FIG. 9 shows an exploded view of the environmental detector. The environmental detector may attach to a surface, for example a wall or ceiling, by a mounting ring 901. Alternatively, the environmental detector may be compatible with an existing mounting ring or hardware component from another previously mounted device (e.g. smoke or carbon monoxide detector). The body 902 of the environmental detector may removably attach to the mounting ring 901 by a hardware component such as a screw or mounting tape. Alternatively, the body 902 of the environmental detector may removably attach to the mounting ring 901 by a snap or sliding connection. The body may be configured to house one or more batteries 903. The batteries may be housed in the body of the environmental detector in a recessed region 904 on the top side 905 of the environmental detector. The recessed region 904 may be molded into the body 902 of the environmental detector. The batteries 903 may be rechargeable or disposable batteries. In an alternative embodiment, the environmental detector may not have batteries. In this case, the environmental detector may be configured to connect to a power supply directly through a wired or wireless connection. The power supply may be accessed through wired connection in a wall or ceiling. The device may comprise a backup battery in addition to a connection to the power supply. In the case of a power outage, the device may alert the user of the power outage using the backup battery. The batteries 903 may be enclosed in the recessed 904 region by a removable door 906. The removable door 906 may be connected to the body of the environmental detector by a hinged, sliding, or fitted connection. The removable door 906 may be affixed to the body of the environmental detector by a screw, snap, or Velcro connection. The removable door may be configured such that it may not close unless batteries are installed in the recessed region 904. The bottom side 907 of the environmental detector body may be configured to house one or more sensors, one or more processors, and electrical components. The detector may comprise one processor to control all of the gas and particle sensors or a plurality of processors, each one dedicated to a specific sensor. The sensors, processors, and electrical components may be connected to a printed circuit board assembly (PCBA) 908 fitted in the body of the environmental detector. A light ring 909 may surround the outer perimeter of the bottom of the body of the environmental detector. The light ring may be rotated about the environmental detector body 902. Rotation of the light ring may correspond to an analog input to the environmental detector. The light ring 909 may be observable by a user in a room or space with an installed environmental detector. The light ring 909 may be in electrical communication with the PCBA 908 inside of the body of the environmental detector. The light ring 909 may contain colored LED lights. The bottom 907 of the body of the environmental detector may be sealed with a switch cover 910. The switch cover 910 may comprise inlets for air to be sampled by the sensors inside the body of the environmental detector.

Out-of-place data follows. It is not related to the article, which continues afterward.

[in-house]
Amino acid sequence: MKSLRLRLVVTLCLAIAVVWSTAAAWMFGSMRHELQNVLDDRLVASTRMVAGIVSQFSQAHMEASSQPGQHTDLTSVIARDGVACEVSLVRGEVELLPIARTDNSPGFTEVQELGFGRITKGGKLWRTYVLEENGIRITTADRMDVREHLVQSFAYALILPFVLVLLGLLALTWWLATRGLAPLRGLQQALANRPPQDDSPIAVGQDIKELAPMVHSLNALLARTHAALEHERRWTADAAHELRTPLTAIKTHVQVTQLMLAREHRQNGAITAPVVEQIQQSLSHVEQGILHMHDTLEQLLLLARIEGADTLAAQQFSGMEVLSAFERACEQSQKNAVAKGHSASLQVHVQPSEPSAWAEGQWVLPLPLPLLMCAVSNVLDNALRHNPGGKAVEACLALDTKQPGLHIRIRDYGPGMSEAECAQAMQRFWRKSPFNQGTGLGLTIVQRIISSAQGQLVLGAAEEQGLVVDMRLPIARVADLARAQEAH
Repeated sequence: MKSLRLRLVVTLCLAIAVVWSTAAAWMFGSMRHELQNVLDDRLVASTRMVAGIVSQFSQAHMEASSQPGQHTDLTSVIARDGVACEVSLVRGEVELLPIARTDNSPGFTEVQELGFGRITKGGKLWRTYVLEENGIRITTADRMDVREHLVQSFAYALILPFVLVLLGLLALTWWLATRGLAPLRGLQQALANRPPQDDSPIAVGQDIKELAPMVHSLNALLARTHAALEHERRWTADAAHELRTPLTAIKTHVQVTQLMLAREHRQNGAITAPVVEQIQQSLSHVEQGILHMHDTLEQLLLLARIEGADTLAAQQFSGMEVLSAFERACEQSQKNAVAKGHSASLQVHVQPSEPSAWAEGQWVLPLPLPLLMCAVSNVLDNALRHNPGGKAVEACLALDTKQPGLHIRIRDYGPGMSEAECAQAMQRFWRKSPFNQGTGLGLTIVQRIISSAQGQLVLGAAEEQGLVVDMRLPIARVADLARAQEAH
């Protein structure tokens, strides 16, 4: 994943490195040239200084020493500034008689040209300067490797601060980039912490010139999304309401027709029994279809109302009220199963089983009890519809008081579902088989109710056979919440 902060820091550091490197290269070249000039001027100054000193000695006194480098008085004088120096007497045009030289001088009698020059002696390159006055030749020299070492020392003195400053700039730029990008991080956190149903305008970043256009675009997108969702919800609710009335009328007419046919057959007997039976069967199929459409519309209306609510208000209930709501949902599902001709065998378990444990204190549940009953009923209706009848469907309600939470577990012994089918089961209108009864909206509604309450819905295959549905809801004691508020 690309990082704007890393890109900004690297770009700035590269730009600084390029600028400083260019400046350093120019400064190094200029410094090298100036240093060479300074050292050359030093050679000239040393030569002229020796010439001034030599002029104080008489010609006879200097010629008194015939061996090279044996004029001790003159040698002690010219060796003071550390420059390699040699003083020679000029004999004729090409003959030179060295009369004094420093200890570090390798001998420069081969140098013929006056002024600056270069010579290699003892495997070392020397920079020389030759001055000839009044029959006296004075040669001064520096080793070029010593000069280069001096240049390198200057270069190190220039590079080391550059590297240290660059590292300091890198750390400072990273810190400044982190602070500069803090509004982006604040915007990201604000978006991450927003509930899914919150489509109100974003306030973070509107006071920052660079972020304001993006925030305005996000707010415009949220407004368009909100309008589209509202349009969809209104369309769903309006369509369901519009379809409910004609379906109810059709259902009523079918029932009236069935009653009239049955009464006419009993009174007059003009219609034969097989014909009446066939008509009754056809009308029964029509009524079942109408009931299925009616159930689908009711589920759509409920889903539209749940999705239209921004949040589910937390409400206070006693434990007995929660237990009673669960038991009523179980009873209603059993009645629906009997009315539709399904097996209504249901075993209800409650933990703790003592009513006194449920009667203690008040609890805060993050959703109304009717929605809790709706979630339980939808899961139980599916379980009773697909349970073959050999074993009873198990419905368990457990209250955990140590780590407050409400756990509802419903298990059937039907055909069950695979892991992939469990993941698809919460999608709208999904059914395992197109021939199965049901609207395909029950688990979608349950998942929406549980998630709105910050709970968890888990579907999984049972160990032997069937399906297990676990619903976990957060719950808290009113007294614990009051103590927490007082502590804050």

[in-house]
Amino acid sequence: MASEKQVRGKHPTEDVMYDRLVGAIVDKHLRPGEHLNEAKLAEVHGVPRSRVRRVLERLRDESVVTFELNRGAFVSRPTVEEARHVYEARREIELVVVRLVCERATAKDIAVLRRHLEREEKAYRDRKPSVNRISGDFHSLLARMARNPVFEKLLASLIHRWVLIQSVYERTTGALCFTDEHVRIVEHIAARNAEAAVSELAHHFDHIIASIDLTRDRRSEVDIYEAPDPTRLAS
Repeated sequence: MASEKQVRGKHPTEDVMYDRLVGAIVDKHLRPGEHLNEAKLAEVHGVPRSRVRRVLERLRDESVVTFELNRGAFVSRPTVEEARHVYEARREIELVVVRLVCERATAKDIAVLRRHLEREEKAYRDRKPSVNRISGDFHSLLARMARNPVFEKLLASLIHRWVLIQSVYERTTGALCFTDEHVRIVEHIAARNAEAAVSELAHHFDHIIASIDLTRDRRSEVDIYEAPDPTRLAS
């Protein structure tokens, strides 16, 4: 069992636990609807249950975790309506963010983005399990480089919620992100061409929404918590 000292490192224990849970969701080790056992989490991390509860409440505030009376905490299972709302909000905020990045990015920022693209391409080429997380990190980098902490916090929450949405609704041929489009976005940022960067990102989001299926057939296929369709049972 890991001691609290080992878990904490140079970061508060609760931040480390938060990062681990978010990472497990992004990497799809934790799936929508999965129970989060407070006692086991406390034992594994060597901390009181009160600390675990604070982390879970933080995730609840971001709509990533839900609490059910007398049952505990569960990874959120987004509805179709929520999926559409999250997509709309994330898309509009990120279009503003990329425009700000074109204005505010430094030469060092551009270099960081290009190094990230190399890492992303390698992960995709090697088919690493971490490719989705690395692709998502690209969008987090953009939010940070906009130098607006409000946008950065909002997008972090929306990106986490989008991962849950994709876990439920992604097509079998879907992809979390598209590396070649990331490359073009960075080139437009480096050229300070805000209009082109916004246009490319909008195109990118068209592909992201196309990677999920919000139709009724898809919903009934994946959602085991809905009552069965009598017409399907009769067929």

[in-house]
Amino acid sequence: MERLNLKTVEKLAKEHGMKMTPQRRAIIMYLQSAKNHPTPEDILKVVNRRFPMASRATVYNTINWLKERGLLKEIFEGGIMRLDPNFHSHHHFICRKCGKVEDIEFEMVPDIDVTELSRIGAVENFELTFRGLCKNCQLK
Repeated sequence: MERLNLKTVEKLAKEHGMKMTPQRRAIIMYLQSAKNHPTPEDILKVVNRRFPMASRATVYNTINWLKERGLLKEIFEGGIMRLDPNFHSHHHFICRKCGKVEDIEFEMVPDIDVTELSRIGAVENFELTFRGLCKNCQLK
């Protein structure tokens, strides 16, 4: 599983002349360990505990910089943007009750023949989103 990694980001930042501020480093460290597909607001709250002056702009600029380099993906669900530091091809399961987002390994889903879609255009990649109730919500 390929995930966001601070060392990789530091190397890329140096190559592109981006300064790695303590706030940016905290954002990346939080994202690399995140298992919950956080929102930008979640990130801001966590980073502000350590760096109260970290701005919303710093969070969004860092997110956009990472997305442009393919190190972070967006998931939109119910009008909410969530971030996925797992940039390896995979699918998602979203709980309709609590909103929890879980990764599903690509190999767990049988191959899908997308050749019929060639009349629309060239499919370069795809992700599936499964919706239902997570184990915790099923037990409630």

• [0058]
    The body or housing of the environmental detector may house sensors configured to monitor the composition of the air in the space surrounding the environmental detector. One such sensor may be a particle detector. The particle detector may be housed in a detection chamber inside of the environmental detector. A front, side, and underside view of the particle detector housing are shown in FIG. 16 A, FIG. 16 B, and FIG. 16 C respectively. One or more light source cavities 1601 and one or more photodetector cavities 1602 may be present in the particle detection housing 1600. The light sources and/or photodetectors may be resting on or connected to the PCBA 1604. The detection housing may be configured such that air may enter the detection housing while light may not enter from the ambient environment. The entrance of ambient air into the detector without allowing ambient light into the detector may be achieved by air baffles 1603. A detailed view of possible air baffles that may be part of the particle detection sensor are shown in FIG. 17. A cross-sectional view of a possible embodiment of the particle detector is shown in FIG. 18. The cross-sectional view shows a cavity for a light source 1801 and a cavity for a photodetector 1802. The particle detector may comprise one or more cavities for light sources and photodetectors. The cross-sectional view also shows a chamber in which particles may be detected 1803. The particles may be detected in ambient air which may enter the chamber 1803 through the baffles 1804.
  • [0059]
    An example showing a possible embodiment of the particle detector components is shown in FIG. 10. The particle detector may comprise a light source. The light source may be and LED (light-emitting diode). The light source may be housed in a detection chamber with one or more photodetectors. The particle detector may be configured to measure a wide range of particle sizes. The particle detector may be configured to detect particles in the PM 2.5 range (e.g. particles with a diameter of less than 2.5 μm) and/or the PM 10 range (e.g. particles with a diameter of less than 2.5 μm).